Barton College Chaplain Offers Comfort and Encouragement to Campus Community

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On Friday, our College Chaplain, David Finnegan-Hosey, shared this pastoral message with our campus community. We hope that it is also a message of comfort for our friends and broader community members during a time of uncertainty.

“God is our refuge and strength, a very present help in trouble. Therefore we will not fear, though the earth should change, though the mountains shake in the heart of the sea; though its waters roar and foam, though the mountains tremble with its tumult.” — Psalm 46

Dear Barton College Community,

Peace be with you. I am holding each and every one of you in prayer and compassionate attention during this time of uncertainty for our College, our nation, and our world.

As a community we may be experiencing a range of emotions and reactions, from fear and worry to disappointment to confusion to skepticism. Some of us have received difficult news about cancelled events or seasons. Some are facing technological challenges associated with the current situation. Some are worried about friends and relatives who are particularly vulnerable right now. Some are anxious about our own health needs.

I want to honor all of these varied feelings. You are allowed to feel (or not feel) what you are feeling (or not feeling) right now! Simultaneously, I encourage all of us — and I say this most of all to myself! — to try, as best we can, to operate from a place of discernment and care. I am reminded of the now-famous prayer originally penned by Reinhold Niebuhr:

God, grant us the serenity to accept the things we cannot change, the courage to change the things we can, and the wisdom to know the difference.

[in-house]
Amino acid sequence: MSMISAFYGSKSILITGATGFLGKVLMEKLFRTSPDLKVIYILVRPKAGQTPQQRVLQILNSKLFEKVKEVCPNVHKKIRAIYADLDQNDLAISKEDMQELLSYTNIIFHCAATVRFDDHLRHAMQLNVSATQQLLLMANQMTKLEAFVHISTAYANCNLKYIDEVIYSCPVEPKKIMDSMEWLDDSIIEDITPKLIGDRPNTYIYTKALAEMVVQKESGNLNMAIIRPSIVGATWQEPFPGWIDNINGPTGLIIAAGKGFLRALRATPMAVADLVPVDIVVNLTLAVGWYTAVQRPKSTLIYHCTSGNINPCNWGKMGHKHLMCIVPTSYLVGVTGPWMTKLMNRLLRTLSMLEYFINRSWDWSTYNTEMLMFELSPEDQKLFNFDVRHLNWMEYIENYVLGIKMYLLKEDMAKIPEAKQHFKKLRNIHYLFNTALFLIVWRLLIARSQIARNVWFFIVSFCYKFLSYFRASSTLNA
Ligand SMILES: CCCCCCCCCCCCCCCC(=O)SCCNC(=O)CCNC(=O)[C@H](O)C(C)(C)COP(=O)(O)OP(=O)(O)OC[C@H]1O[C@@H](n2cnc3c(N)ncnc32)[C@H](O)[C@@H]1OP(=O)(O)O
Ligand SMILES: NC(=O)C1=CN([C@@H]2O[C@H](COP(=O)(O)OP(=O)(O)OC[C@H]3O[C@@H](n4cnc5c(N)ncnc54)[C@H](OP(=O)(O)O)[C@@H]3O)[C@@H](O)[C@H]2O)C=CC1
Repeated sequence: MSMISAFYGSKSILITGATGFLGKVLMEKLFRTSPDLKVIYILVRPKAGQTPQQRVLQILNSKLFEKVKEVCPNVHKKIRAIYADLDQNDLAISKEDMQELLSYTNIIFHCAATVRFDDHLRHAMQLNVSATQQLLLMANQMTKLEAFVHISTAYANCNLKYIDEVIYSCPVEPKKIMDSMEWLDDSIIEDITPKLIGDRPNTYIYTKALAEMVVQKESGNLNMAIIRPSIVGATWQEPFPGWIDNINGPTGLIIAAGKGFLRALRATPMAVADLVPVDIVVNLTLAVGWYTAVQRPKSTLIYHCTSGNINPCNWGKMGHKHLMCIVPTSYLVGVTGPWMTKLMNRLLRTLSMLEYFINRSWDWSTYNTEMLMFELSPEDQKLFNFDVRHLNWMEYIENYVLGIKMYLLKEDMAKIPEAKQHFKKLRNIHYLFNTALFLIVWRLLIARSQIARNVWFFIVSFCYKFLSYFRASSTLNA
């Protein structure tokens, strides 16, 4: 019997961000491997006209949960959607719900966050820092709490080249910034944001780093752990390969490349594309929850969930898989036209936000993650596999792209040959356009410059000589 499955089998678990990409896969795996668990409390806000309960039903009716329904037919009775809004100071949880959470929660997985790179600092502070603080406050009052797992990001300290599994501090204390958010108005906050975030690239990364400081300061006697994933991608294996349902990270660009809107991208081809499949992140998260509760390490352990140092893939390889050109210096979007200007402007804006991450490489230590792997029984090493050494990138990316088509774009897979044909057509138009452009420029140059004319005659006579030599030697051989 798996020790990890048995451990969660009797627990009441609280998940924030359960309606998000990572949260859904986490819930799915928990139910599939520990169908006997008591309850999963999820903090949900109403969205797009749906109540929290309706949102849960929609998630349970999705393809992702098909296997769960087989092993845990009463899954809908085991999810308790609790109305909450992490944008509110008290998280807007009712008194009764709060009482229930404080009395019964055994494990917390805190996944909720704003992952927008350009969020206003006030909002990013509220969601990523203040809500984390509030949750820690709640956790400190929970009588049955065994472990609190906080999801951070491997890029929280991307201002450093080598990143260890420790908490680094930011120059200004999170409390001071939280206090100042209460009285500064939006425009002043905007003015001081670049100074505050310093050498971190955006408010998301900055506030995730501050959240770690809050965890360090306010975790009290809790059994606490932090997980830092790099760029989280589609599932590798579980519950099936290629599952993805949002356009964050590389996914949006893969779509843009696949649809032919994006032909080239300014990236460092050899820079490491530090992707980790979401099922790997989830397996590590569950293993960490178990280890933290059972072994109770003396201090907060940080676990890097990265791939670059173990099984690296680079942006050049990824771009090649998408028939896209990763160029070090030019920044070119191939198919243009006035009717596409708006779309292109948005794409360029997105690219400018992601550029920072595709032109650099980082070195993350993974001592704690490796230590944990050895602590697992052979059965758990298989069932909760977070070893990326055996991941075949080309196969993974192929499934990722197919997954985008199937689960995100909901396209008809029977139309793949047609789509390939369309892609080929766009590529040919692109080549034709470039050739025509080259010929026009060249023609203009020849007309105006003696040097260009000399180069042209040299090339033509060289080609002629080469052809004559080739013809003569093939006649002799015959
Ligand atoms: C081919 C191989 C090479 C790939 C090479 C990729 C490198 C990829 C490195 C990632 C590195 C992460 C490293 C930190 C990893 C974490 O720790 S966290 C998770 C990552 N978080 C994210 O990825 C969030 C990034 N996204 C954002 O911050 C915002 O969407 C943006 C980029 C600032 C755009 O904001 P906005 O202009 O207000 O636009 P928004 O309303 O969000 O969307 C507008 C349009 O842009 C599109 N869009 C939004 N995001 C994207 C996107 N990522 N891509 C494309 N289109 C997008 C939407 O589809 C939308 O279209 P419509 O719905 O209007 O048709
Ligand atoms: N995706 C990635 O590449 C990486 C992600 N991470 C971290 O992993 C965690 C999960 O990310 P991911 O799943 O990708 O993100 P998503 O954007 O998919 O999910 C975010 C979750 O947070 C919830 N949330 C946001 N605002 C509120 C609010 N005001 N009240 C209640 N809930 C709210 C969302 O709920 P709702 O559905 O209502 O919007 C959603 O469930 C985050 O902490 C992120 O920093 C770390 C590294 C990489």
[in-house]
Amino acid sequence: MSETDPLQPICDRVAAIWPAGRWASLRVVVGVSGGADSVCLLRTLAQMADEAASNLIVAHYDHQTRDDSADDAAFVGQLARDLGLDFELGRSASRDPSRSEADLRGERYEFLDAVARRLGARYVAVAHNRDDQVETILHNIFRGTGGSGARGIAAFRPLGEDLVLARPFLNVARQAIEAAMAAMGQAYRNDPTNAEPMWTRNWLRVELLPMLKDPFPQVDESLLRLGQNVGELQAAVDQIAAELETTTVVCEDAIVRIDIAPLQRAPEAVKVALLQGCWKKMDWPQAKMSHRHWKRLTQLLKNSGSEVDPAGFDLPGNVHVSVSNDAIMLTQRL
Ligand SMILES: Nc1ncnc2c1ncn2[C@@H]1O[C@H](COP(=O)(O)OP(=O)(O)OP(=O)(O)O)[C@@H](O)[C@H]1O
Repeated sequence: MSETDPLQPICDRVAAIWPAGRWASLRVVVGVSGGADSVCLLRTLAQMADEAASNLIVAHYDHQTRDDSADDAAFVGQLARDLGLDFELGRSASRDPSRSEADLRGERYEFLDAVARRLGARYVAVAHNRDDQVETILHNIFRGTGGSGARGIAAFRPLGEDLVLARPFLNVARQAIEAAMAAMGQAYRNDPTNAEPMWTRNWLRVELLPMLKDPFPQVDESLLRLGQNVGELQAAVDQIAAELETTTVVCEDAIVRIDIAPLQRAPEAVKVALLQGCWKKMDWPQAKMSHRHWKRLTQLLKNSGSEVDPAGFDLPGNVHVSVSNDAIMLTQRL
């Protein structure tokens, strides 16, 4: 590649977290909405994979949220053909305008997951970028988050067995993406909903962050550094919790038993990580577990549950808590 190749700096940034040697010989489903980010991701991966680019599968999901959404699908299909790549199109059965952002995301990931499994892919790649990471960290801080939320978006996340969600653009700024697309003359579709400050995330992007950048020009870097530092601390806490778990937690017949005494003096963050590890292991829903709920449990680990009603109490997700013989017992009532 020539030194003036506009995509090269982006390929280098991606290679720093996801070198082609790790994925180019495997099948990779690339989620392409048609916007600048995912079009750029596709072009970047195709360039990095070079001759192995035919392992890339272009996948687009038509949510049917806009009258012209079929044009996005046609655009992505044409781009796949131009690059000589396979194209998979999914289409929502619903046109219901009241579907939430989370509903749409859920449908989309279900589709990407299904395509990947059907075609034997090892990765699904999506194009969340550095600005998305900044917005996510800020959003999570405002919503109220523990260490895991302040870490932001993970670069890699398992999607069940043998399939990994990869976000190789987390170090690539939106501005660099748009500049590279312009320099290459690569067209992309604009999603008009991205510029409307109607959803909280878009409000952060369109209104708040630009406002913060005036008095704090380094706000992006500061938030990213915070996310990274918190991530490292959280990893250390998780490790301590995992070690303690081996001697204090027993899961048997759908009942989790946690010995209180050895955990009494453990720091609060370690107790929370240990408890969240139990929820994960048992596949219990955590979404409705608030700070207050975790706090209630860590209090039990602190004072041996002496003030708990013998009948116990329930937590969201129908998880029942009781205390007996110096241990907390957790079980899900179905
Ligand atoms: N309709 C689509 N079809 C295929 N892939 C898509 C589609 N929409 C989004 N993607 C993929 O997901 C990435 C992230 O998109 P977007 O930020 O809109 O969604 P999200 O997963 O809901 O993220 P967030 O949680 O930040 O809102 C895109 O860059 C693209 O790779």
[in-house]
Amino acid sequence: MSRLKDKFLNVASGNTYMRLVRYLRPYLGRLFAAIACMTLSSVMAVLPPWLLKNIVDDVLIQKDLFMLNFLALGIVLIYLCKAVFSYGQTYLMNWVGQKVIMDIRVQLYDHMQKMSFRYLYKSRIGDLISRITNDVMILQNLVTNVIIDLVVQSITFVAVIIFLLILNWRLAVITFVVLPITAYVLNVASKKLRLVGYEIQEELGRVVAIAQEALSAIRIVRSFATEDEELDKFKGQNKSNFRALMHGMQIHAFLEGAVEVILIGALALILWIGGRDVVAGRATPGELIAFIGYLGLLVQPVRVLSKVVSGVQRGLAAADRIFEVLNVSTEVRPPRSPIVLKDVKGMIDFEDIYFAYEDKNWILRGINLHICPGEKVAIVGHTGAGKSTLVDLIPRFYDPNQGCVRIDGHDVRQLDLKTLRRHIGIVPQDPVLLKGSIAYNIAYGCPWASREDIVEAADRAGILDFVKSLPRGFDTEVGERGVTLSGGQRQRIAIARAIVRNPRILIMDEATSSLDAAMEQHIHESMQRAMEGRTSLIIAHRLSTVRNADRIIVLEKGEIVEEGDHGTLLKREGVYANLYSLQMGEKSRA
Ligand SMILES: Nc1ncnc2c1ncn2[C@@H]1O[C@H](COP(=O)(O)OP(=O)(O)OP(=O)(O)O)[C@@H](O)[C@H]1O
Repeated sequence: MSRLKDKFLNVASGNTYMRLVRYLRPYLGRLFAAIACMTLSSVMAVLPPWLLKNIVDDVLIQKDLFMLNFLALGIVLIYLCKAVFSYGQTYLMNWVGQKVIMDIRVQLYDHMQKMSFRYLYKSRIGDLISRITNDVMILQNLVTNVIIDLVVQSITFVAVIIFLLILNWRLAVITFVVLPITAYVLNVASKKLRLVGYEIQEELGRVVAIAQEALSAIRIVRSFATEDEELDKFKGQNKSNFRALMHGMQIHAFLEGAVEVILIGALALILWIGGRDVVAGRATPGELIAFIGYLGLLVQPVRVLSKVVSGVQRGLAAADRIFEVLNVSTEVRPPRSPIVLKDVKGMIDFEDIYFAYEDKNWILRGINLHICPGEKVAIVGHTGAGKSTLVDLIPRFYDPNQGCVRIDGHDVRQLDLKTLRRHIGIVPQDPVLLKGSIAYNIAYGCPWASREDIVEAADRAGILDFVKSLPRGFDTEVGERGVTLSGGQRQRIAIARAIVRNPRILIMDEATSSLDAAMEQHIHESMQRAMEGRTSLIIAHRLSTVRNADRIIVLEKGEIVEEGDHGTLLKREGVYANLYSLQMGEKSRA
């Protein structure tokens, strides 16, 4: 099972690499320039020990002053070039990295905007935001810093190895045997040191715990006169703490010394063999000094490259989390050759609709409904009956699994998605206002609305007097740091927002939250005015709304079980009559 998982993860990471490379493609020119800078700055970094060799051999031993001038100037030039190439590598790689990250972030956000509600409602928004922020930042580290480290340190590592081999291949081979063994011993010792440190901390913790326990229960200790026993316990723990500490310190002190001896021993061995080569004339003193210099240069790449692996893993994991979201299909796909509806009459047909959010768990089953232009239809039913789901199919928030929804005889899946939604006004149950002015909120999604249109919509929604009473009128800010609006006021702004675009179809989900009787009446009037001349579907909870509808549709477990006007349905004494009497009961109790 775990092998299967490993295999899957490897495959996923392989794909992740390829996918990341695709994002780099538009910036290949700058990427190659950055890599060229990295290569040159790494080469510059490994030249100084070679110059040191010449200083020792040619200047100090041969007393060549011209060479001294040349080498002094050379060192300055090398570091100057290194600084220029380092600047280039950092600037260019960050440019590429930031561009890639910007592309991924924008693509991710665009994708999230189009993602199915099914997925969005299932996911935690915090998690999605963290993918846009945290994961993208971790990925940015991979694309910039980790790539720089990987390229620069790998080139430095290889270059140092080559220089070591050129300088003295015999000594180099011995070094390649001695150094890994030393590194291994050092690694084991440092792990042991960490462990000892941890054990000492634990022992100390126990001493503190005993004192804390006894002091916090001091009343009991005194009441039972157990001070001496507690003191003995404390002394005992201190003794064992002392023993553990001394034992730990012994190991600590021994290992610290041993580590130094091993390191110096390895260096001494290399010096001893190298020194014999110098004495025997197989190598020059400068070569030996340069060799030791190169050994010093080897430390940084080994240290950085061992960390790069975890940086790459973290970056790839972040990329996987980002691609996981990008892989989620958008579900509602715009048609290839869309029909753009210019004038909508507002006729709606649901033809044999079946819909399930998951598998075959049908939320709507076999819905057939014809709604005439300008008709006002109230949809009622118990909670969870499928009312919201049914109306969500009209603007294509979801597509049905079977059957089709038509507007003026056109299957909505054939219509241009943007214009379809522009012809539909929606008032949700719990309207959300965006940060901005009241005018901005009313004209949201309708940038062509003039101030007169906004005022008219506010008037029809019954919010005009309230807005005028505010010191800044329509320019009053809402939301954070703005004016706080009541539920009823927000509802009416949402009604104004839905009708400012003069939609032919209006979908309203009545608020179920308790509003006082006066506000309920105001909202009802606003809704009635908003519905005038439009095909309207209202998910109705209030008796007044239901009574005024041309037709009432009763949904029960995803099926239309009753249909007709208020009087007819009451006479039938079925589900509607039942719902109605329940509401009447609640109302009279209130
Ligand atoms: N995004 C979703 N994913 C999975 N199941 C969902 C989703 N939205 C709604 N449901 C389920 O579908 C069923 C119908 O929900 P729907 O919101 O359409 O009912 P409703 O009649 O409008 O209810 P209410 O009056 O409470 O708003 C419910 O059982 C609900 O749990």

There are many things right now that we cannot control or change; but there are others we can. We can take the basic precautions suggested by the CDC and state officials, such as handwashing, avoiding large crowds, and using alternate greetings that don’t involve physical contact. We can be patient and kind with each other as we all enter into uncharted territory with temporarily suspended classes and distance learning. We can take particular care for the most vulnerable among us. And we can explore new ways of reaching out and checking in with each other.

In that spirit, next week I will begin holding regular online prayer times using the Zoom app. I will share more details of when and how to join these prayer times at the beginning of next week. You may also use my scheduling link to set up a time to talk, either in-person or remotely: https://chaplaindfh. youcanbook.me/.

For now, please know that during this time one of the best things we can do for each other is to take good care of ourselves. While social distancing might mean physical distance, it’s never been more important to affirm that we are all in this together.

If you are feeling understandably anxious during this time, allow me to suggest a brief prayer practice based on the Psalm I quoted at the beginning of this note.

First, ground yourself by placing your feet flat on the floor if you are able to, and placing your hands gently on your knees. Then, repeat this slowly and quietly to yourself:

Be still and know I am God.
Be still and know I am.
Be still and know.
Be still.
Be.
Be still.
Be still and know.
Be still and know I am.
Be still and know I am God.

Practices such as this can help still our racing thoughts and hearts, and discern what is most important for us to be doing and caring for right now.

Know, again, that you are being held in compassion today. And may you experience blessings of peace, assurance, and care during this challenging time.

 

Light and Life,
Chaplain David

 

P.S. — Looking for some meaningful, hands-free forms of greeting? The USC Interfaith Council has shared this video of students demonstrating sacred greetings from their traditions that can be done from a distance!
https://www.youtube.com/watch?v=n5uD6iyse9w

David Finnegan-Hosey, M.Div.
Barton College Chaplain and Director of Campus Ministries

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